South Congregational Church, Chapel, Ladies Parlor, and Rectory

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South Congregational Church (Former)
South Congregational Pres Court jeh.JPG
The Former South Congregational Church of Brooklyn
South Congregational Church, Chapel, Ladies Parlor, and Rectory is located in New York City
South Congregational Church, Chapel, Ladies Parlor, and Rectory
South Congregational Church, Chapel, Ladies Parlor, and Rectory is located in New York
South Congregational Church, Chapel, Ladies Parlor, and Rectory
South Congregational Church, Chapel, Ladies Parlor, and Rectory is located in the US
South Congregational Church, Chapel, Ladies Parlor, and Rectory
Location President and Court Sts., New York, New York
Coordinates 40°40′55″N 73°59′47″W / 40.68194°N 73.99639°W / 40.68194; -73.99639Coordinates: 40°40′55″N 73°59′47″W / 40.68194°N 73.99639°W / 40.68194; -73.99639
Area less than one acre
Built 1851, 1857, 1889, 1893
Architect ?, ?, F.C. Merry, and Woodruff Leeming
Architectural style Romanesque Revival architecture
NRHP reference # 82001183[1]
Added to NRHP November 4, 1982

The South Congregational Church is a former Congregational and United Church of Christ church building complex located on the intersection of Court and President Streets in Carroll Gardens, Brooklyn, New York City. The complex consisting of a church, original chapel, ladies parlour and rectory was landmarked by the Landmarks Preservation Commission on March 23, 1983.[2] It was listed on the National Register of Historic Places in 1982.[1]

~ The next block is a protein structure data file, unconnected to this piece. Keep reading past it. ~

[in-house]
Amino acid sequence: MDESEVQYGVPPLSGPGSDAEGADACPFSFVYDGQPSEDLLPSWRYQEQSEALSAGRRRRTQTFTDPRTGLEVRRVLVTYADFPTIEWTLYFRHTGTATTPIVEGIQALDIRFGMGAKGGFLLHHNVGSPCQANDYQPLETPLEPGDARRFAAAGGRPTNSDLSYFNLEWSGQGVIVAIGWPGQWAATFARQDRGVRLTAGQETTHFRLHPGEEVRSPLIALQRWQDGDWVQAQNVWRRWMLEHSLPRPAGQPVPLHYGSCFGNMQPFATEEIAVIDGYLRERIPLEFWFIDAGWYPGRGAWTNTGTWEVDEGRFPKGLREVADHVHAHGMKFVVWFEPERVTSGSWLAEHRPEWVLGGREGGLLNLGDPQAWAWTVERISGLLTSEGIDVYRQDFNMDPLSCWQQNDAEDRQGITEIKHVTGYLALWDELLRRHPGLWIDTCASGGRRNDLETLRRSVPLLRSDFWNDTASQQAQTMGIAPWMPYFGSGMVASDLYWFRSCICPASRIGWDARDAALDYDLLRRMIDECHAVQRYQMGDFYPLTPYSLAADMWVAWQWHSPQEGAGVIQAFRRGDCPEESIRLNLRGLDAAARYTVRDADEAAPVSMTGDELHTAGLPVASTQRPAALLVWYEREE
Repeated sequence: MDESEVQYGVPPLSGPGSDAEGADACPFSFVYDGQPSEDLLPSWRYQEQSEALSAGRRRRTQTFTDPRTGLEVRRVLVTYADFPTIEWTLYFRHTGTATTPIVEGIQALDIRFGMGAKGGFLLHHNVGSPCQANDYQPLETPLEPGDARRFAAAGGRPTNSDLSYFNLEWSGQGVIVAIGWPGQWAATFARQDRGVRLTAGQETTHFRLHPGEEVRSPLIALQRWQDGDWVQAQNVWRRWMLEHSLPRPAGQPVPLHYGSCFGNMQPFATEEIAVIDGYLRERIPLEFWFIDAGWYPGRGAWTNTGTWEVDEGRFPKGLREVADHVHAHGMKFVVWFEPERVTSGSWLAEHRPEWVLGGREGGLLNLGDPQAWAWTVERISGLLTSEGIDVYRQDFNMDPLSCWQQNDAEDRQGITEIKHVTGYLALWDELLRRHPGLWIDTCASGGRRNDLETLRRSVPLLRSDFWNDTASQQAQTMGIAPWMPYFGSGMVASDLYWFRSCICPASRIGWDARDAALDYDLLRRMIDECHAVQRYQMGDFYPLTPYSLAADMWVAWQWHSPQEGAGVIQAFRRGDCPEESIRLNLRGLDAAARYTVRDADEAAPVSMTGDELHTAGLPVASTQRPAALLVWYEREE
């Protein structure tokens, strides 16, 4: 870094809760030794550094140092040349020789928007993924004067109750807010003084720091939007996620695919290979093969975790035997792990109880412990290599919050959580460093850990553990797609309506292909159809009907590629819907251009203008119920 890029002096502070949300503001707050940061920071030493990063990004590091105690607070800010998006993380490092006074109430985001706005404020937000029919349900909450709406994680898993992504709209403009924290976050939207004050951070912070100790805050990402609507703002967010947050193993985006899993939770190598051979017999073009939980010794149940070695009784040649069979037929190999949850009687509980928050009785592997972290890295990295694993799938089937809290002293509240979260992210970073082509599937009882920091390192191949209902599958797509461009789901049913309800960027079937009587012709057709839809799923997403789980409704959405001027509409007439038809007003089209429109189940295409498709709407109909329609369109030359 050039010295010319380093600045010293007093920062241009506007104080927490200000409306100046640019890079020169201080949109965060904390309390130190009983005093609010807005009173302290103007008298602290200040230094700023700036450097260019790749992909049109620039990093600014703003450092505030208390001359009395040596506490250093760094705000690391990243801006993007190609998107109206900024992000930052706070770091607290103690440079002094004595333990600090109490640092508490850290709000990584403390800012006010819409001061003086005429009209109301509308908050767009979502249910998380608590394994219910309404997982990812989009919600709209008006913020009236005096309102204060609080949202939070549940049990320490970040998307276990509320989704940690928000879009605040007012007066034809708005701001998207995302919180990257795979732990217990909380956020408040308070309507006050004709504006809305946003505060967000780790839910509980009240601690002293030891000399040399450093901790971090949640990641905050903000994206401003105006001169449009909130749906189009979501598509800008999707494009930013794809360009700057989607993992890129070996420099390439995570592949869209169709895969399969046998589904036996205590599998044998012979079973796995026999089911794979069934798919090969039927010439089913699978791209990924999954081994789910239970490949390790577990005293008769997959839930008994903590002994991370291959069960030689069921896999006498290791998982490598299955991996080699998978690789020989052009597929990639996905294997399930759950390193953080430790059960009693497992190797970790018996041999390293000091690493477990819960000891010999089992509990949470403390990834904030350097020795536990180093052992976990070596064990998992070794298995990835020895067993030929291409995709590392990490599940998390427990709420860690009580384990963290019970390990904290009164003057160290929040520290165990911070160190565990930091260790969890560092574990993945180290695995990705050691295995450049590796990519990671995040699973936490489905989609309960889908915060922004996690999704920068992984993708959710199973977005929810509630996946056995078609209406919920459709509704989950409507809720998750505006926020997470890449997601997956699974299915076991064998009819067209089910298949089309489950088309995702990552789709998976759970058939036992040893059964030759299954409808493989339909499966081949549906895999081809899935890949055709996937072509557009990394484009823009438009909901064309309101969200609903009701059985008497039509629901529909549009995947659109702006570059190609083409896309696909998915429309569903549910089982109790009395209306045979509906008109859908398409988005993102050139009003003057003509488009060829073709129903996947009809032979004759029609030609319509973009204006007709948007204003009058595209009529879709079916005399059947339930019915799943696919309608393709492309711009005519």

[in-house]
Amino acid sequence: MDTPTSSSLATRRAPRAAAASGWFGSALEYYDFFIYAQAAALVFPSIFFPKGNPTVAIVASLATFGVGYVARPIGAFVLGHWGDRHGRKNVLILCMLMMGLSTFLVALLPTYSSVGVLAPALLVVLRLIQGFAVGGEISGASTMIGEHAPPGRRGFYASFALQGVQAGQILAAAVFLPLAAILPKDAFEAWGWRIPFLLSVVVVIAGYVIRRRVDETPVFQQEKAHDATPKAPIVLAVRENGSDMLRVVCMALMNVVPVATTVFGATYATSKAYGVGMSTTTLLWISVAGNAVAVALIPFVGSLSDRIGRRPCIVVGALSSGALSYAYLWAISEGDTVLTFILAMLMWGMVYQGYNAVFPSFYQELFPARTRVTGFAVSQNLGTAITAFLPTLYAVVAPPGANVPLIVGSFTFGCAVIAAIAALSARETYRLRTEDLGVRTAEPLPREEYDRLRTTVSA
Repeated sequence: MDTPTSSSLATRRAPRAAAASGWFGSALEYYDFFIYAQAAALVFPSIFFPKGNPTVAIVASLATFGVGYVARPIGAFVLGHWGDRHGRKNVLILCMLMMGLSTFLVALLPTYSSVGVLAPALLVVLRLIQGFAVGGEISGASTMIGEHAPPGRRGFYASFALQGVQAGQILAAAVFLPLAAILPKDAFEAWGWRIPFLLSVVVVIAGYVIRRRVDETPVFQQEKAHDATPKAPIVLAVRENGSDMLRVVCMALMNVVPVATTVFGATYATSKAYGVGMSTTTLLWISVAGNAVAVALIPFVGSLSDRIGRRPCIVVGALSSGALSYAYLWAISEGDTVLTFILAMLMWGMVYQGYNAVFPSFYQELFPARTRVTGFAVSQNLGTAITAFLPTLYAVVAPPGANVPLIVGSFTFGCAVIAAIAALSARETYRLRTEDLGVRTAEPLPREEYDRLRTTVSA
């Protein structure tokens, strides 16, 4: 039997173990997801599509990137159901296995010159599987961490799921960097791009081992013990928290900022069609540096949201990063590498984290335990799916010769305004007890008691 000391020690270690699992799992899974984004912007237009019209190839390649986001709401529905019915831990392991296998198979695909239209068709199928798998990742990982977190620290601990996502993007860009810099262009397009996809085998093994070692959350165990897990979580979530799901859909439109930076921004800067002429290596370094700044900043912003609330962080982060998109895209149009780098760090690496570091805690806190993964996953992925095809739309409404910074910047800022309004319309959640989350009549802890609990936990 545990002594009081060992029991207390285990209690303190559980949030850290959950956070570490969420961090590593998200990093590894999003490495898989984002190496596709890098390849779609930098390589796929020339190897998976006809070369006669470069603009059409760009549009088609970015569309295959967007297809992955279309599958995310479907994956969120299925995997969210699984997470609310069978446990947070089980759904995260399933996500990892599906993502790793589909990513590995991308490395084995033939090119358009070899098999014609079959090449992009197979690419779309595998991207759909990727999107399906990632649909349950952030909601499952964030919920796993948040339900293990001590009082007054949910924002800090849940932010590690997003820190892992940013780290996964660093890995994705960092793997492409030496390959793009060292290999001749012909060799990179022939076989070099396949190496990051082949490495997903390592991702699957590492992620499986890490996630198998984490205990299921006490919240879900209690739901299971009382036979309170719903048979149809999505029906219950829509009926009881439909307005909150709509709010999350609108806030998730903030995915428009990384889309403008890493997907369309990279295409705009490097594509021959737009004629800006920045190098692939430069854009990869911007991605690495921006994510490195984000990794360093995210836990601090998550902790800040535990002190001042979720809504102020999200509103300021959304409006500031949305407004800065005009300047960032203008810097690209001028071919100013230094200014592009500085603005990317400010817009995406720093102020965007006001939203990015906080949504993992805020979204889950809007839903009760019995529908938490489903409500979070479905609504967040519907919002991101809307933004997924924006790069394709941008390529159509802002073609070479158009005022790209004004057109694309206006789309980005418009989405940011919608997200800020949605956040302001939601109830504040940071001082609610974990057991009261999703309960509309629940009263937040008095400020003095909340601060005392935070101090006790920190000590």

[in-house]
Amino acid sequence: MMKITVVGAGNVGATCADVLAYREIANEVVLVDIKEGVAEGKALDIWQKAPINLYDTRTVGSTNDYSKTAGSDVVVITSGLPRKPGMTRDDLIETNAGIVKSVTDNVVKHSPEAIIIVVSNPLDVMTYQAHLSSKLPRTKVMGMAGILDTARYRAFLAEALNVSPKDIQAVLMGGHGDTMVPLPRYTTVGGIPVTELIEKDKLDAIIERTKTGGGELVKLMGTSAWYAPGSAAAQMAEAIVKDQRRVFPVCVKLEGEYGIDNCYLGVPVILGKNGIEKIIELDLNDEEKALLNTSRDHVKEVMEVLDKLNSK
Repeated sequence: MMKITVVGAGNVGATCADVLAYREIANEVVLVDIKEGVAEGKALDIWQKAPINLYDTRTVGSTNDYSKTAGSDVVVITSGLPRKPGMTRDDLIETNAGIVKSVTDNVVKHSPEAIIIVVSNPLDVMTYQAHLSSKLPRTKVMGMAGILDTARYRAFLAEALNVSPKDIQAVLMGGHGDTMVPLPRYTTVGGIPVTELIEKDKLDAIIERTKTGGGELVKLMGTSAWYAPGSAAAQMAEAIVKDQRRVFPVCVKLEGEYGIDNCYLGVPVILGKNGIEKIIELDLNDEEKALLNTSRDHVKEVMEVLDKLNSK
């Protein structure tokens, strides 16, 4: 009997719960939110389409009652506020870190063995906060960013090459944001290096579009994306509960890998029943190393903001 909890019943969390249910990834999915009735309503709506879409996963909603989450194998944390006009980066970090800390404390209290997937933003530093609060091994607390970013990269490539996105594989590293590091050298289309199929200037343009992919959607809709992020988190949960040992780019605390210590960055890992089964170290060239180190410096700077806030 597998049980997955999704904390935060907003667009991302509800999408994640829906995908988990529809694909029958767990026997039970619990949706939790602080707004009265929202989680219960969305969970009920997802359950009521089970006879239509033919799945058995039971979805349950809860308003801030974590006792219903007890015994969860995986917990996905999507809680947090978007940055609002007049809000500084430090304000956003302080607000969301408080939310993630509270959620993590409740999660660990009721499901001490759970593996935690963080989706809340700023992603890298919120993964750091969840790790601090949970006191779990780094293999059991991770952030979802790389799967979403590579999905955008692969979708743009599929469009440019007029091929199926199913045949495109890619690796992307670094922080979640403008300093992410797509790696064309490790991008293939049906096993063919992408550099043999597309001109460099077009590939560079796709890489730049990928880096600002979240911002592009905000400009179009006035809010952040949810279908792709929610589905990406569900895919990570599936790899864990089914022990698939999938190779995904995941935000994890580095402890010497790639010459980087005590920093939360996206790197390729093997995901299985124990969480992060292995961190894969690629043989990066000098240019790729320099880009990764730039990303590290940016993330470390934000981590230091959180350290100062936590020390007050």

The chapel was built 1851 and the church in 1857. The ladies parlor was built in 1889 to designs by English-American architect Frederick Charles Merry (d.1900) and the rectory building in 1893 to designs by architect Woodruff Leeming. The church is noteworthy as one of Brooklyn’s finest examples of the Early Romanesque Revival architectural style. The designers of the chapel and church remain unknown.[2][3] In 1874, the Rev. Dr. Albert Josiah Lyman became pastor of the South Church, Brooklyn, which church he served for forty-one years.[4]

The location is believed to have been selected by the famous preacher and abolitionist Henry Ward Beecher, father to author Harriet Beecher Stowe.[2] As of 2008, it had a well-preserved façade but had been adaptively reused as an office and multi-residences.[5]

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